Elizabeth Ross

Associate Producer, WGBH

Elizabeth Ross appears in the following:

Iran's Nuclear Program: Can a Deal Be Reached?

Wednesday, July 16, 2014

This Sunday is the preliminary deadline for Iran and the U.S. to reach an agreement on scaling back Iran's nuclear program. With just days left, Secretary of State John Kerry says that although "tangible progress" has been made, after six months of talks, "very real gaps" remain. 

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The New High-Tech Political Tools Every Voter Should Know About

Tuesday, July 15, 2014

The brains behind the 2014 and 2016 elections are hard at work figuring out how best to harness the latest and greatest technology to help their candidates win. So what high-tech tools can you expect to be targeted with?

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Why Is It So Hard to Test for Lyme Disease?

Monday, July 14, 2014

Summer is prime time for the tick-borne illness; some 300,000 people contract it every year. But a regulatory loophole means the market for Lyme disease tests is unreliable — and highly lucrative.

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How a Boston History Project Led to the Arrest of an Irish Political Leader

Thursday, July 10, 2014

Dozens of former paramilitaries involved in Northern Ireland's so-called Troubles thought their interviews with the Boston College oral history project were confidential. But earlier this year police used material from the project as grounds to arrest Sinn Fein leader Gerry Adams in connection with a 1972 murder.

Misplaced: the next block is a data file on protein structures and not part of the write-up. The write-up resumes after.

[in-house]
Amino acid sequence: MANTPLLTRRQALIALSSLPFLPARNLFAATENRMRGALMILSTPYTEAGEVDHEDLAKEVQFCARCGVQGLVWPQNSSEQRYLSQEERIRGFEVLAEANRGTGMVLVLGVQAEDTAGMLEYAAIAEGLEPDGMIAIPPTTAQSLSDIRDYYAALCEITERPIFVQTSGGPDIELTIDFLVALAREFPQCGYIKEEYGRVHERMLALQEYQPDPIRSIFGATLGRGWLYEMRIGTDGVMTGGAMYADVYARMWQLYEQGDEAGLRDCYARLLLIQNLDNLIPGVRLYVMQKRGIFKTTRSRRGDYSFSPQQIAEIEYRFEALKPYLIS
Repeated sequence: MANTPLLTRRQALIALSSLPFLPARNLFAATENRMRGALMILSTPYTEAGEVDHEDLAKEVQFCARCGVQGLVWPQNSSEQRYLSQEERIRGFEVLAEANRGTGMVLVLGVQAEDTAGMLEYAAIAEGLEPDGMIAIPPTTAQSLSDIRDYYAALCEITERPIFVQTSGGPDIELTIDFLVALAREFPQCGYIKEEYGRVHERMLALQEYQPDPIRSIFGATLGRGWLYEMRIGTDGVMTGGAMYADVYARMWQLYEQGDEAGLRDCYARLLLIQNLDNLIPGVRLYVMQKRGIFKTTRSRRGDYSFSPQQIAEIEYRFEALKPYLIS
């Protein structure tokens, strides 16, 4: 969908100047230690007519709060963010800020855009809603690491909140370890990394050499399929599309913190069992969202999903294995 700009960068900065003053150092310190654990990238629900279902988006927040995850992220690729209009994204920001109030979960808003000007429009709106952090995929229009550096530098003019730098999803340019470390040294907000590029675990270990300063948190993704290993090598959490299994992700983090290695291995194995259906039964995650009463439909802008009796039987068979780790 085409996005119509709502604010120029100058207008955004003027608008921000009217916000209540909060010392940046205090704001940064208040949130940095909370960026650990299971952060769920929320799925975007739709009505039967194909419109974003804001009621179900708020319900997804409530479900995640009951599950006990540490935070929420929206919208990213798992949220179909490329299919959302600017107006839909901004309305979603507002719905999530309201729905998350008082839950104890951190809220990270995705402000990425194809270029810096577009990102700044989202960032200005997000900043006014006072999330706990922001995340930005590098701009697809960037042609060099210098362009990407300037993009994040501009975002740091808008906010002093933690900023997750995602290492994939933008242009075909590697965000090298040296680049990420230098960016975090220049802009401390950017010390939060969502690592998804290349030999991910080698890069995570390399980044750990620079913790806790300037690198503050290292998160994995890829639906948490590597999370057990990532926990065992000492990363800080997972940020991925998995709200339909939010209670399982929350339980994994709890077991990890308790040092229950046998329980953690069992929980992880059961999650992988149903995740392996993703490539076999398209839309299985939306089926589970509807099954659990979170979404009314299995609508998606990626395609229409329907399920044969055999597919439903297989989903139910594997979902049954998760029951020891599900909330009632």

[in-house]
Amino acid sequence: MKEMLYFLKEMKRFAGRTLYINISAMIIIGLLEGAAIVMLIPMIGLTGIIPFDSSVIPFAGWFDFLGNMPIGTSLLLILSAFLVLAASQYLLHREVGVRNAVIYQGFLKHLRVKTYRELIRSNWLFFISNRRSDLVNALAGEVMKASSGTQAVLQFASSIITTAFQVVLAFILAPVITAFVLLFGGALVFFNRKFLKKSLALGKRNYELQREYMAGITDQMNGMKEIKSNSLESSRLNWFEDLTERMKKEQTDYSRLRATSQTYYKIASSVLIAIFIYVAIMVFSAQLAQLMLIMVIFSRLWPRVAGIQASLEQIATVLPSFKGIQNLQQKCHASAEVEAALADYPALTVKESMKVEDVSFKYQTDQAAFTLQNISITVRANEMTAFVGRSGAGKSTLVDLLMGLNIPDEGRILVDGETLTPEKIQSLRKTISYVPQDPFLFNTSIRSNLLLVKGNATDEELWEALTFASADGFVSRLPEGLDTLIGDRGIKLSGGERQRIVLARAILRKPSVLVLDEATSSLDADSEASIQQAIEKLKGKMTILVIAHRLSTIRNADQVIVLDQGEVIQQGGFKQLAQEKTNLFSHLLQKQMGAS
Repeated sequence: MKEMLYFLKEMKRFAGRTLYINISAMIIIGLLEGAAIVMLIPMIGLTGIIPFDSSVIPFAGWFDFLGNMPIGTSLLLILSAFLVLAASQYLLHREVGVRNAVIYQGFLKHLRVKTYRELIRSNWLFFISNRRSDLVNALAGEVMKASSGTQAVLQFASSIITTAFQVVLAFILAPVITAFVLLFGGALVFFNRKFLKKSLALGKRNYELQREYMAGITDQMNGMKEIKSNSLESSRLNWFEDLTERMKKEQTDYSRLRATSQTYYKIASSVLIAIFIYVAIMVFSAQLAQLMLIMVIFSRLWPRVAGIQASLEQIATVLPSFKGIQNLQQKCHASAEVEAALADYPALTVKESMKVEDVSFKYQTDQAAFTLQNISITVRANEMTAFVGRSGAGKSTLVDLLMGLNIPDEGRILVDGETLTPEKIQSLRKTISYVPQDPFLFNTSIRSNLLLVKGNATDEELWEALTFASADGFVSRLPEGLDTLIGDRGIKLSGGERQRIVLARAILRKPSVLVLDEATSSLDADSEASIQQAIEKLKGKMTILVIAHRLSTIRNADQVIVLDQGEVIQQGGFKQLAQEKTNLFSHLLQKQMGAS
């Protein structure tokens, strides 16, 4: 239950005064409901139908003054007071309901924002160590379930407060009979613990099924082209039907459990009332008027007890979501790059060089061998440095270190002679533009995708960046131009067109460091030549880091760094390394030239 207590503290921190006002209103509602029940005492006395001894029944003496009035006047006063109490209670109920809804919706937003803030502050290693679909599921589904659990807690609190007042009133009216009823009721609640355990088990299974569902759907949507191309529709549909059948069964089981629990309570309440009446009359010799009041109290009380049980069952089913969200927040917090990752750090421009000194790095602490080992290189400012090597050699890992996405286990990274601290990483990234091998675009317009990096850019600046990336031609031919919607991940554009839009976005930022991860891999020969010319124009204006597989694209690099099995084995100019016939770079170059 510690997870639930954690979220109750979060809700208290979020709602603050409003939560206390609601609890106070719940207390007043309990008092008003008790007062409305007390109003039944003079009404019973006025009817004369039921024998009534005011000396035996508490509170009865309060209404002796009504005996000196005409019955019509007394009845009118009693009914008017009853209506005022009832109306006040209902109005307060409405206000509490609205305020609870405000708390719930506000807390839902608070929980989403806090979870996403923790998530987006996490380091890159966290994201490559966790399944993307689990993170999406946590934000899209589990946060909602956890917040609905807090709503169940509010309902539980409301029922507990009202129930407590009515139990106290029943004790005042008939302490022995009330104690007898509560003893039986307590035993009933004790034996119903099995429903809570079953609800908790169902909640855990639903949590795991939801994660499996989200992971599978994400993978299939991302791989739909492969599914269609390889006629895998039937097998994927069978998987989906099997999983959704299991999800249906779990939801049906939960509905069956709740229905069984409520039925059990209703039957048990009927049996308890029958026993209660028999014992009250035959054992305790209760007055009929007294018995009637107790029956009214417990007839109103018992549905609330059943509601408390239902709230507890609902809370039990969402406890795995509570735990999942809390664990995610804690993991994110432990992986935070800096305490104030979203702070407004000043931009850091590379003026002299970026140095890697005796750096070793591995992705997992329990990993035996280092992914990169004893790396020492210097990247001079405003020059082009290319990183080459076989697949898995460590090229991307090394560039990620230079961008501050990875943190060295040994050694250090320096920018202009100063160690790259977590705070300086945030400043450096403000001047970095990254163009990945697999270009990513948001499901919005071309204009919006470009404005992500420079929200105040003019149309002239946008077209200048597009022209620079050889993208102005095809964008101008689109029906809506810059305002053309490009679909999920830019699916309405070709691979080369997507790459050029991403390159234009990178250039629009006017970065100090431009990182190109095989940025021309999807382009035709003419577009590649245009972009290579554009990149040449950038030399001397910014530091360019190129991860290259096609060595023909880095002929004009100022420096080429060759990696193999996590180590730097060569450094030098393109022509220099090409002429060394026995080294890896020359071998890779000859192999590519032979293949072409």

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Inside the World's Only Undersea Lab

Monday, July 07, 2014

Ocean explorer Fabien Cousteau recently wrapped up his record-breaking underwater expedition, Mission 31. Cousteau lived and worked more than sixty feet underwater for 31 days aboard the world’s only undersea laboratory: the Aquarius Reef Base in the Florida Keys. Cousteau’s mission honored the pioneering work of his famous grandfather, Jacques Cousteau, who led a similar undersea expedition 50 years ago aboard another underwater habitat called Conshelf II, in the Red Sea. 


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The Assassination That Changed The World

Friday, June 27, 2014

Although a century has passed since the Archduke Franz Ferdinand was fatally shot and WWI was triggered, we’re still grappling with the consequences today. How one death irrevocably changed the nature of conflict, peace, and international relations.  

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Exploring D-Day’s Underwater Secrets 70 Years On

Wednesday, May 28, 2014

D-Day was the largest military operation of its kind. As the 70th anniversary of this epic battle approaches, The Takeaway considers the extraordinary technology and engineering that contributed to the ultimate success of the invasion.


Remembering Maya Angelou With Poets Nikki Giovanni & Kwame Dawes

Wednesday, May 28, 2014

Angelou, the renowned and beloved poet and activist, died Wednesday at the age of 86. Her friend Nikki Giovanni, a poet, commentator and activist, and Kwame Dawes, a poet and a professor, reflect on Angelou's life and legacy.

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Who Took All the Fun Out of Youth Sports?

Monday, May 26, 2014

The ultra-competitive world of youth sports can lead to fatigue, burnout, and sometimes injury, for young athletes.